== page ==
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If doctors diagnose your child with neurogenic bladder, it means that he or she doesn't have full bladder control because of a brain, spinal cord or nerve problem. It affects people differently.
Certain factors increase a child's chance of having neurogenic bladder. They include:
- A birth defect that affects the spinal cord, such as spina bifida
- A spinal cord injury
- A brain tumor or spinal cord tumor near the pelvis
- Infection of the brain or spinal cord
Damage or injury to nerves that carry signals between the bladder and the brain cause neurogenic bladder.
Several muscles and nerves must coordinate to help a child's bladder hold urine until he or she is ready to empty the bladder. If some of these nerves are damaged, the muscles may not be able to tighten or relax at the appropriate time.
In some cases, the bladder may not fill or empty correctly.
Symptoms may include:
- Urine leakage, or urine coming out without control
- Inability to urinate or urinating small amounts (urine retention)
- Frequent urination
- Inability to feel the bladder is full or when urine is leaking out (no sensation)
- Repeated urinary tract infections
- Kidney injury or refluxing back up to the kidneys
Other conditions can cause some of these symptoms. If your child has any of these symptoms, talk to his or her doctor.
A doctor will ask parents about their child's symptoms and medical history and may request that parents keep a diary of how often their child empties his or her bladder. The doctor will also perform a physical exam on the child.
Your child's medical team may perform a range of tests, including those that examine urine, blood and bladder function. Experts may perform imaging tests to evaluate the bladder and urinary tract.
Experts may also perform a special test called urodynamics. This test checks how well a child's lower urinary tract stores and releases urine. In one such test, a catheter – a thin hollow tube about the size of a pencil lead – will be inserted into the child's bladder to drain the bladder and then water or a special dye will be used to fill up the bladder and check the resulting pressure.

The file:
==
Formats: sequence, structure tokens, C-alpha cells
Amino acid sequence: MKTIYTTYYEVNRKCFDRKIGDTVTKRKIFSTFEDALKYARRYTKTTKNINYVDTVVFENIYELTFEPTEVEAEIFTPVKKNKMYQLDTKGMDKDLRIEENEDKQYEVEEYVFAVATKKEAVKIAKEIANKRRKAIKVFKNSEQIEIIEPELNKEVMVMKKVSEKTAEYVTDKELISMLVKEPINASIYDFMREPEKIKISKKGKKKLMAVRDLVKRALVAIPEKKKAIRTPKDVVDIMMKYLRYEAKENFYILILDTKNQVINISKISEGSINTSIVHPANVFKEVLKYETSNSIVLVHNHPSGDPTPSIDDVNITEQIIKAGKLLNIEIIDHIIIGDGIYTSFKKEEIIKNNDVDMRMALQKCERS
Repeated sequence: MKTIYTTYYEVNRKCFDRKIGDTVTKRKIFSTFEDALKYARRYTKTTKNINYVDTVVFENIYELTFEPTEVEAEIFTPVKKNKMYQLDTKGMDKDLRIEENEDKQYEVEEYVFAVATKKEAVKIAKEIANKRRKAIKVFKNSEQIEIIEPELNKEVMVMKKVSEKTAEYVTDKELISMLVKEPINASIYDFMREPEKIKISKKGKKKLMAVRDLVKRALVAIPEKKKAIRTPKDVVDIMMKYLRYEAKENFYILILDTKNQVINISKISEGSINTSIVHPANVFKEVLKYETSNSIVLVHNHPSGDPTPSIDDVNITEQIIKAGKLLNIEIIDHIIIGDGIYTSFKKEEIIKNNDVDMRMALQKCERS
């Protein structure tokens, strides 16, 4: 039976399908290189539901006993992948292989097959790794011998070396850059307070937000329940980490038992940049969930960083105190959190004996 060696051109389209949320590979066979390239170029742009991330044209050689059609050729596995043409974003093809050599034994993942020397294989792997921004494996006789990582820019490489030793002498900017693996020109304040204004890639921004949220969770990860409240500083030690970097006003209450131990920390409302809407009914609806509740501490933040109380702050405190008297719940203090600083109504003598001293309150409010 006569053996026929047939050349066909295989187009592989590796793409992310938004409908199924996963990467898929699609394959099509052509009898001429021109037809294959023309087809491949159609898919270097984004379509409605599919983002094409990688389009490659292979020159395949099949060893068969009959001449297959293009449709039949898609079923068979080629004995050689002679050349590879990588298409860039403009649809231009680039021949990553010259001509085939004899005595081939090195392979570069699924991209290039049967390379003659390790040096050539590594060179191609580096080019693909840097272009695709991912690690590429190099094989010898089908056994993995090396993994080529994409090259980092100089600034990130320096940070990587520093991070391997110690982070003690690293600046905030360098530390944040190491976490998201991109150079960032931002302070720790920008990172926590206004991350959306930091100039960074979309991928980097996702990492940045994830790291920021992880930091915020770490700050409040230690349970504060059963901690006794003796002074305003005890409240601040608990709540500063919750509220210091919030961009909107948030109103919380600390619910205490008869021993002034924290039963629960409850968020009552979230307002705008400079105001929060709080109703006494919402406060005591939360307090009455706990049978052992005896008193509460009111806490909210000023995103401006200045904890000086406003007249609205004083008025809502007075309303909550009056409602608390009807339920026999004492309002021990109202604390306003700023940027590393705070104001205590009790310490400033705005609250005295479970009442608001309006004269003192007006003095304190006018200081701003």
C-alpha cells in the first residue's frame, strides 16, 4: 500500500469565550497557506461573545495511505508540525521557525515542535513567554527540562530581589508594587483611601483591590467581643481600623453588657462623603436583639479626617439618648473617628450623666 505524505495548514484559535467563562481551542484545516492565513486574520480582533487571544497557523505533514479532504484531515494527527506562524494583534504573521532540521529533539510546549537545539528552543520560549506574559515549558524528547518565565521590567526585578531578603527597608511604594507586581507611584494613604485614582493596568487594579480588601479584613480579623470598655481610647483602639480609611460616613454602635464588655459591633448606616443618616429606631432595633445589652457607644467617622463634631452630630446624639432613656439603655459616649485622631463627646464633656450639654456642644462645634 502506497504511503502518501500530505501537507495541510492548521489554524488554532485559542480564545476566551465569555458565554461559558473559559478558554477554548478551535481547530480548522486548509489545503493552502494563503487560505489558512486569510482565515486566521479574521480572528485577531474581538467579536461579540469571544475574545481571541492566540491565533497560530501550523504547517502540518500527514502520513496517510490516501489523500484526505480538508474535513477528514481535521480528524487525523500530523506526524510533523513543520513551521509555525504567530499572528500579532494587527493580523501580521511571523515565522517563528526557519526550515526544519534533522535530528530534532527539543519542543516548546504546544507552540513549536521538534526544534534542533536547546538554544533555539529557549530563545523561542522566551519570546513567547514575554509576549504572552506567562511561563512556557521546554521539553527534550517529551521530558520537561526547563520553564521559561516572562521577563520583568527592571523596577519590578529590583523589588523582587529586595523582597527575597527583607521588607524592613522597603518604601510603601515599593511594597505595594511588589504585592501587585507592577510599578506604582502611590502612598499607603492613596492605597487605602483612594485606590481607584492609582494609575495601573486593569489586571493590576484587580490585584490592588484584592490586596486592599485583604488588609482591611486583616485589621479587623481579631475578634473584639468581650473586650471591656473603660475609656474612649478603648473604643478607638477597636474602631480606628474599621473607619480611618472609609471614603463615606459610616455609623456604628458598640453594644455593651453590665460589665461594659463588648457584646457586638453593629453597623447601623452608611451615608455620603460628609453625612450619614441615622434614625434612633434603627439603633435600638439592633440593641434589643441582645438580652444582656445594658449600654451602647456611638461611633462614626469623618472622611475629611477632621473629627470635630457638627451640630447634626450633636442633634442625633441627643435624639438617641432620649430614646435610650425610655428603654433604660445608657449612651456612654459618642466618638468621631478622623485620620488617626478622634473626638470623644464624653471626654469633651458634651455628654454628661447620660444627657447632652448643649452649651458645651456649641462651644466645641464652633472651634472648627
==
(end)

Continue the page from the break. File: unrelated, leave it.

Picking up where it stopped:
Treatment for neurogenic bladder varies based on the cause of the child's nerve damage and the type and severity of symptoms, among other factors.
Treatment might include:
- Timed voiding, or having the child use a toilet at scheduled times. This can avoid accidents, as well as prevent urinary tract infections and damage to the kidneys.
- Use of a catheter, inserted into the child's urethra and up into the bladder, to periodically empty the bladder. In some cases, a more permanent bladder called an indwelling catheter might be needed.
- Medications, which can help relax the bladder muscles, prevent muscle spasms and improve bladder function. A physician might also prescribe antibiotics to reduce the chance of urinary tract infections.
If other treatments fail, surgery might be an option; the type of surgery depends on the cause of the problems. One example is what is called a bladder augmentation. This is a procedure that makes a child's bladder larger.
The long-term outlook is positive if the condition is diagnosed and treated before kidneys are damaged. But the condition can have a significant impact on children and families.
We're here to help.
If your child has been diagnosed, you probably have lots of questions. We can help. If you would like to schedule an appointment, refer a patient or speak to our staff, please call our offices.